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Escape From Plenty

November 20, 2012



Autumn has worked its way down the slopes of the Appalachians and colored the leaves in the foothills of West Virginia, the place where I was born and where I now spend the six warm months each year. Looking down the bank outside my window into the slow drifting waters of the Buckhannon River I can see flotillas of gaily colored leaves making their way downstream to the place they will come to rest and slowly turn to soil.

It's said that autumn is a time to reflect and I think that must be so, because I find I do most of my deep (deep being a relative word here) thinking about life in general and my life in particular during this time of year.

A few days ago in such a state, I started pondering how the business of selling airplanes has changed in the last dozen years or so and about how completely my life has changed during the same period.

The dot com crash was the beginning of what would turn out to be one of the biggest downturns in the aviation business since the post war bubble burst in 1947. The fallen dot coms were then followed by 9-11, the Wall Street debacle and then the recession, and our business was changed forever. Aircraft prices plummeted after twenty years of steady appreciation and the premise that if a dealer paid too much for an airplane, not to worry it would be worth it the next time the Blue Book came out, seemed almost laughable now. Dealers, including me, maybe especially me, rethought owning inventory and it was hard to know what to pay for an airplane. A 'no brainer' wholesale buy could turn out to be more than the aircraft would bring on the retail market.

As a stocking dealer, I normally had (had being a euphemism for titled to me, owned by the bank) ten to fifteen airplanes in stock at any one time, and the noise of their munching on interest and insurance costs at three in the morning often interrupted my sleep during the downturn.

As I slowly found new owners for these airplanes, I began to concentrate more on brokerage and I became a whole lot more particular about any aircraft that I bought. I substituted 'some brains required' for the 'no brainer' buys and as time went by, the aircraft that I marketed became more brokered than owned. Eventually it dawned on me that it was possible to sell brokered aircraft from anywhere, and that I was no longer tied to a desk at an airport. When you own aircraft inventory, there is forever something to be done and issues to be seen to and there is always an aircraft that has be taken somewhere for some reason. So just like the old time cowboy, you can't be far from where the herd is grazing.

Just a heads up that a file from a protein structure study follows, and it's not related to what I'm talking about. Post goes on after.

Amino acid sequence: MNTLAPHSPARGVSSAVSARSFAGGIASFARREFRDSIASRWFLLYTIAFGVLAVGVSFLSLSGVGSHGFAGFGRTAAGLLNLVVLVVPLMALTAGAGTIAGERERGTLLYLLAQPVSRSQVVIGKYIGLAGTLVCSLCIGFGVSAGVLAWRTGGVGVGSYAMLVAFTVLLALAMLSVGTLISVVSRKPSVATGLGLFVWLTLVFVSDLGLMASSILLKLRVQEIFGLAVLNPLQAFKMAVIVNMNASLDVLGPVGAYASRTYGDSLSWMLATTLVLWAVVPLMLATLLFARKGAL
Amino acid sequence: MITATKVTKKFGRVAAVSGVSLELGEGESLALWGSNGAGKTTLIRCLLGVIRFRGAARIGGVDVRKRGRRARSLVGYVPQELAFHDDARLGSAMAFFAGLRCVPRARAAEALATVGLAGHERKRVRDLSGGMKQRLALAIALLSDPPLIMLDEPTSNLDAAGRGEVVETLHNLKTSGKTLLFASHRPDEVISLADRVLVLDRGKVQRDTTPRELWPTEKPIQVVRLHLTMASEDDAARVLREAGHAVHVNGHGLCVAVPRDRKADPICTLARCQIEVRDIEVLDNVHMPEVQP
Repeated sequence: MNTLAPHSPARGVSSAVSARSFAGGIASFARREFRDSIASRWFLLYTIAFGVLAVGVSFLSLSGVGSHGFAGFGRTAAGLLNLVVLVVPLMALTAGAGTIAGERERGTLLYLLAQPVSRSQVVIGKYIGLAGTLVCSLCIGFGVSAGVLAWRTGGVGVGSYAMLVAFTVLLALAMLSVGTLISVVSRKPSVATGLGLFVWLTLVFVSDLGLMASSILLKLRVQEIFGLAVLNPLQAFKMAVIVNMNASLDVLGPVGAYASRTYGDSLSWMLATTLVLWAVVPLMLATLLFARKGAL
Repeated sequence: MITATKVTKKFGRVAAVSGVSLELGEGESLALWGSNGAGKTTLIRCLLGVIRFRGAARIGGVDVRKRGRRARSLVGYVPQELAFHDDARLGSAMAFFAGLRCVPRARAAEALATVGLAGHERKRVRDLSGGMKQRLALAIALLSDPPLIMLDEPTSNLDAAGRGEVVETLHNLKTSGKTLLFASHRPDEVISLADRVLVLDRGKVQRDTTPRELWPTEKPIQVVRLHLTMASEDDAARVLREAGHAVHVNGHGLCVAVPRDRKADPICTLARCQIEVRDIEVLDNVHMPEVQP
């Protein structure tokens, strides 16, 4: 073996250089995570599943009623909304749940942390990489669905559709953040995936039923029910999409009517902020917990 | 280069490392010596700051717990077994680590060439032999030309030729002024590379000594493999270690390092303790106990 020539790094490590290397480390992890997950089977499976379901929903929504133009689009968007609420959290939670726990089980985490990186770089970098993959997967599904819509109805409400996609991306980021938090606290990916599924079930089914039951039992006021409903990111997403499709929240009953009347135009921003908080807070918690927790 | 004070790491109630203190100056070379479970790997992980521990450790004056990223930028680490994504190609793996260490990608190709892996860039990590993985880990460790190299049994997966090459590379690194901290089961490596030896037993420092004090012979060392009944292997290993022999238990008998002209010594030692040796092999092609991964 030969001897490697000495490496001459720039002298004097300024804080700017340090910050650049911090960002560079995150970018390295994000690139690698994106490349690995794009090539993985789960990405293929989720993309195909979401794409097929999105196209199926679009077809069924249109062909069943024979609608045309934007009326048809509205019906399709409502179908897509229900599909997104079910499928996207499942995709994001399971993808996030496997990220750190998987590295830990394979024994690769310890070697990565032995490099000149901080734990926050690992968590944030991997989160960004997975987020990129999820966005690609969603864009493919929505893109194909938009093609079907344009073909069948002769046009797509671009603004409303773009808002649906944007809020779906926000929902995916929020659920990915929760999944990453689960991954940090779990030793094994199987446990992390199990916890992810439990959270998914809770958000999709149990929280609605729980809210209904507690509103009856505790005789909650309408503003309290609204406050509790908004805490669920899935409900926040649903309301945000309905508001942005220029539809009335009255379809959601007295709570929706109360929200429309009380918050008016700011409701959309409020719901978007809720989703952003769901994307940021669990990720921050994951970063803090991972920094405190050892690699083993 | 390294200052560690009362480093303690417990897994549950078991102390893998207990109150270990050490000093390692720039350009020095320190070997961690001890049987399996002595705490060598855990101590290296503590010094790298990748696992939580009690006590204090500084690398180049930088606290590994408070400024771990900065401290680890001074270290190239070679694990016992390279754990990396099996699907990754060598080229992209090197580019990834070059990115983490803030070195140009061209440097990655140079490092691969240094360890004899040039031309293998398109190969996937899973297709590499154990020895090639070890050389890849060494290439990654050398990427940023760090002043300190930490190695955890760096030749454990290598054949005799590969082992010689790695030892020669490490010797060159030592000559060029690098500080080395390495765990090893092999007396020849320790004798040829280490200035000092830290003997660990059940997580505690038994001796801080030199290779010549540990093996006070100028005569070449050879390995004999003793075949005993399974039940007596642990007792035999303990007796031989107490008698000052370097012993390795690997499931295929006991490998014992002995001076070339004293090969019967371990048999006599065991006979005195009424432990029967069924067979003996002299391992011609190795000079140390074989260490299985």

About the time I was exploring this new found freedom, other changes were also at work in my life. Whether it was an age or a stage I don't know, but I began to feel as if my possessions owned me instead of the way it should be, and as my enjoyment of them waned, then finally disappeared, I began to wish for a simpler life.

Soon the wish became a yearning. I had so much 'stuff' it was controlling my life. No, more than that, it had become my life. For example one day I tried to count all the internal combustion engines that lived with me in the form of lawn equipment, generators, water pumps and chainsaws, and of course boats and vehicles. I quit counting at 23. I needed a full time mechanic.

Also I still had Bodacious, the Cessna Skymaster that I'd used for airshow flying. Even though I no longer did the shows the airplane still sat in the hangar, often not flown from annual to annual, for what can you do with an airplane painted like a calliope? I owned a huge house in which I pretty much used three rooms and often wasn't in the others for months at a time. I felt smothered and hamstrung and I decided to do something about it.